If you know Oklahoma, you know that summer can be brutal. Even if you get out in the early morning to do your gardening, you come in buggy and wet and thirsty.
For me, gardening starts with a good coat of bug spray because I’ve chosen carcinogens over chigger bites and tick-born diseases. I start early and work in short sprints. Fifteen minutes of weed pulling is enough before I need to dry off my glasses and rehydrate.
If I can get a full hour of real work in, I’m happy. Sometimes the chickens get the lion’s share of my time, and they always get the weeds. You should see how excited a closed-in flock gets when the weeds show up! I try to do my little bit in the garden as close to daily as I can, so that weeds and squash bugs and perennials I planted years ago and shouldn’t have can’t take over.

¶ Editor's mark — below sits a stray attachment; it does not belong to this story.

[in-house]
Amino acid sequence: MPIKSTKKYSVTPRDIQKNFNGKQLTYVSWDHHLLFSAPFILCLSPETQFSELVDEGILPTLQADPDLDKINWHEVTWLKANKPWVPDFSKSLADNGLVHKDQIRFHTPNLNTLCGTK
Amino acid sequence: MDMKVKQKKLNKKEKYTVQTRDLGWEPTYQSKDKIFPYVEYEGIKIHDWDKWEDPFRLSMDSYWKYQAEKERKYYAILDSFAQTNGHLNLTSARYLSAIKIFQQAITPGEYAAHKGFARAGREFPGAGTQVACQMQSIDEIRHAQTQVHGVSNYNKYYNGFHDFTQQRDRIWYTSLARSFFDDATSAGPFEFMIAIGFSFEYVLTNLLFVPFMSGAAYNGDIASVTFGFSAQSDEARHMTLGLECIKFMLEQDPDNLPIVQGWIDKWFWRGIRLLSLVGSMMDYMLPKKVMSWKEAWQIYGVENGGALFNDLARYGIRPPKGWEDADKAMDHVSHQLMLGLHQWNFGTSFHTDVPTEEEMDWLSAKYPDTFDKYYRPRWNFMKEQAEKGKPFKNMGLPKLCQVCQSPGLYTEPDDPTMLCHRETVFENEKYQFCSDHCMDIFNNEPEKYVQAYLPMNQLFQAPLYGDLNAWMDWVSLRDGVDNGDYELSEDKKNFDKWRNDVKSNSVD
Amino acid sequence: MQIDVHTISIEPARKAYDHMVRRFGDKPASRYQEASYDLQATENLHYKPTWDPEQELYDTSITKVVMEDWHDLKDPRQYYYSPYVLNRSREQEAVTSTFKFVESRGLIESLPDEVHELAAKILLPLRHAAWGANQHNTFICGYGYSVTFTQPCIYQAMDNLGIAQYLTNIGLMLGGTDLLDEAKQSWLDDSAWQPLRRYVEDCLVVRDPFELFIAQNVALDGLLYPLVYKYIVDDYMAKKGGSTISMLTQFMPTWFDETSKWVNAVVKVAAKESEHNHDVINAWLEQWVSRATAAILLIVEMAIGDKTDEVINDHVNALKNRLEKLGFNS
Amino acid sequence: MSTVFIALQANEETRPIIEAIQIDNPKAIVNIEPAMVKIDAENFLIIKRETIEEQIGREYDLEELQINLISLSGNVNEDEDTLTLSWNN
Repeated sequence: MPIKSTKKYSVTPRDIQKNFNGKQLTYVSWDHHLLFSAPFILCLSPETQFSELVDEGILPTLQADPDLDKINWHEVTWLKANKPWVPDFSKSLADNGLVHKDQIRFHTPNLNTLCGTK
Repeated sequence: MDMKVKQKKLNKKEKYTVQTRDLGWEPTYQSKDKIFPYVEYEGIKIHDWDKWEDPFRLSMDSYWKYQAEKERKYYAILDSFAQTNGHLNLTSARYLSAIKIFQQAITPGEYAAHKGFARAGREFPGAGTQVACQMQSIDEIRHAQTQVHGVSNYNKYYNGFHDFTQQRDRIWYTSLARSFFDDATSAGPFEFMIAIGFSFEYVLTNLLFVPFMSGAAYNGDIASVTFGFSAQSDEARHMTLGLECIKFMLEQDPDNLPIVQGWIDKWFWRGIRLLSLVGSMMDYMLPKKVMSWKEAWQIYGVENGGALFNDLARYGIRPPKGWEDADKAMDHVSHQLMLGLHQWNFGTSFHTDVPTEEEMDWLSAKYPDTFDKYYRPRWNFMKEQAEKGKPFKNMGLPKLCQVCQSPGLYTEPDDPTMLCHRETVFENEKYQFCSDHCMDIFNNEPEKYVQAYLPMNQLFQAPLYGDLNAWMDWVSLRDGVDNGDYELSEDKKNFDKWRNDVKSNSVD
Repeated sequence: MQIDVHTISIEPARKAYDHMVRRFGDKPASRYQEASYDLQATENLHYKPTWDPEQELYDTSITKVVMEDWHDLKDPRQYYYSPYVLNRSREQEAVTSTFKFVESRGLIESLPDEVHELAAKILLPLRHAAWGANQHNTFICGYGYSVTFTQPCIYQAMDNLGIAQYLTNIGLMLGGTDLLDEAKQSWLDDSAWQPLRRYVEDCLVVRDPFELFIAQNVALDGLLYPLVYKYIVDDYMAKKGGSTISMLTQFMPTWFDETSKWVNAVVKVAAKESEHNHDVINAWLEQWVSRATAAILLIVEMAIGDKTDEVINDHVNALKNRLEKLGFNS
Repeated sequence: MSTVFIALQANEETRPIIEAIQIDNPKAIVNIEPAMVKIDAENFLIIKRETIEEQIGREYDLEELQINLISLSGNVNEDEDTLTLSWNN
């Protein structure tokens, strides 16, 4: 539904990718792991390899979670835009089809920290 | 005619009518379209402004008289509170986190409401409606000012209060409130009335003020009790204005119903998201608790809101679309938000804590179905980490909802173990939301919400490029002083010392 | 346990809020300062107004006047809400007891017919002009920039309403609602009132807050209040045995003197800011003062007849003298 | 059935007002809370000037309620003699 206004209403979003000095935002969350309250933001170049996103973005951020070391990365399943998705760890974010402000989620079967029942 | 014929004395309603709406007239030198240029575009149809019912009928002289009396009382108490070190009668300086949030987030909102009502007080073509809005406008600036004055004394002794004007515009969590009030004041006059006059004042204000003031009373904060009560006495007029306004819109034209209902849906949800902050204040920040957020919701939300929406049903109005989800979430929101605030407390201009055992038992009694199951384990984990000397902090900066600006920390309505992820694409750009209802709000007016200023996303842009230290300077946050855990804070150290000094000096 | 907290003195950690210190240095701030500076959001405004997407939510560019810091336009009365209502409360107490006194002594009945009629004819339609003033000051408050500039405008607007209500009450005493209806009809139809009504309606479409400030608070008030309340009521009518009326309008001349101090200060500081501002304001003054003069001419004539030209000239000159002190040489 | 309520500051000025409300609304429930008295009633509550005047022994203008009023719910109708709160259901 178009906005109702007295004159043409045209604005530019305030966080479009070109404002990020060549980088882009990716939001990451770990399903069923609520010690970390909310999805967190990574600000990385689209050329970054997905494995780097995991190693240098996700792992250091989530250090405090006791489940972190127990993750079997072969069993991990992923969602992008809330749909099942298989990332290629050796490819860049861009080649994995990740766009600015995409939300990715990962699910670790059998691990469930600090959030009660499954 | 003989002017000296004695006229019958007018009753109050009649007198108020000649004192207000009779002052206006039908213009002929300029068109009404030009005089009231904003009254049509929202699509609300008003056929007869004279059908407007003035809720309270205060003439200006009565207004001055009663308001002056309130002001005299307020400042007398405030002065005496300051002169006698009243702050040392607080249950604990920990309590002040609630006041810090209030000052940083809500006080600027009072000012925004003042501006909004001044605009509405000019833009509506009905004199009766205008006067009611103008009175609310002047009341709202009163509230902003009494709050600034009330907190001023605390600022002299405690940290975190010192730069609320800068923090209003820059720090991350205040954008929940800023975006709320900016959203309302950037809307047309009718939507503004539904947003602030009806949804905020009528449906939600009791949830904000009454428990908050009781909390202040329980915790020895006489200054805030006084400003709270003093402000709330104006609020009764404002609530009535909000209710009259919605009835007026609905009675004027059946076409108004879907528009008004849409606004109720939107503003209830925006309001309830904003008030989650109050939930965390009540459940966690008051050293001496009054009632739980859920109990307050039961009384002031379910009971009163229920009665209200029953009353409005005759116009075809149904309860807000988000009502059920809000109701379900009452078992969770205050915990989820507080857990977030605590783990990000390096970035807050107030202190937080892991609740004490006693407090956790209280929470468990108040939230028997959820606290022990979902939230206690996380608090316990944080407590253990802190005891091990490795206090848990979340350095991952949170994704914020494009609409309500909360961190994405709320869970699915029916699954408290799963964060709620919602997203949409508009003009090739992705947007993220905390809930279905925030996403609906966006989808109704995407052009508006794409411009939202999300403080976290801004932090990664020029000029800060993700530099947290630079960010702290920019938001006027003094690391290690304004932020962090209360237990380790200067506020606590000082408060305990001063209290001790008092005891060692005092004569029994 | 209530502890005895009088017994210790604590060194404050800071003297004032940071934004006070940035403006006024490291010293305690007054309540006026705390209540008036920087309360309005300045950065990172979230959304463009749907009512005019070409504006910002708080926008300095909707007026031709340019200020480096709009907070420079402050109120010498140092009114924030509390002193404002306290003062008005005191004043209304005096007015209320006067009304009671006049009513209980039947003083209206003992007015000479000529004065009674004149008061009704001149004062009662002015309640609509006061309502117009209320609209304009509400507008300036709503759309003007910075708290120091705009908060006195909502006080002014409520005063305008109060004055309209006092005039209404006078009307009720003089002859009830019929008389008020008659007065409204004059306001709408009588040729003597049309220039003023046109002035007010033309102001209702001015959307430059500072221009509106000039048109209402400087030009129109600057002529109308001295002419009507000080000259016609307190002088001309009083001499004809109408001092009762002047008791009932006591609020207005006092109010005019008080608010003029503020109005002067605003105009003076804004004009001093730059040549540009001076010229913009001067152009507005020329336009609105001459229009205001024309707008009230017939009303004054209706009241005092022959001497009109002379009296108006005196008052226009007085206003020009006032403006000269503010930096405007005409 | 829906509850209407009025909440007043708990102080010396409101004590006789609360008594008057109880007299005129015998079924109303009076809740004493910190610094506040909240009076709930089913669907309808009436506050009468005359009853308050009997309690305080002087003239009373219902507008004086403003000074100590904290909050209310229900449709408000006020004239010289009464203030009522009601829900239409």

Once I get started, I don’t want to stop. I go in and out at intervals and keep going back out. While I’m engaged in happy physical labor, I’m plotting stories and perfecting lines.
To get those lines on paper, I have to do with my writing as I do with my weeding, commit to that daily little bit and get started. That little bit usually becomes a good stretch, but even if it is just a little bit of time, it keeps my writing project rolling.
Commitments, like diets, have to be reasonable. For me, a little bit every day is a commitment I can honor.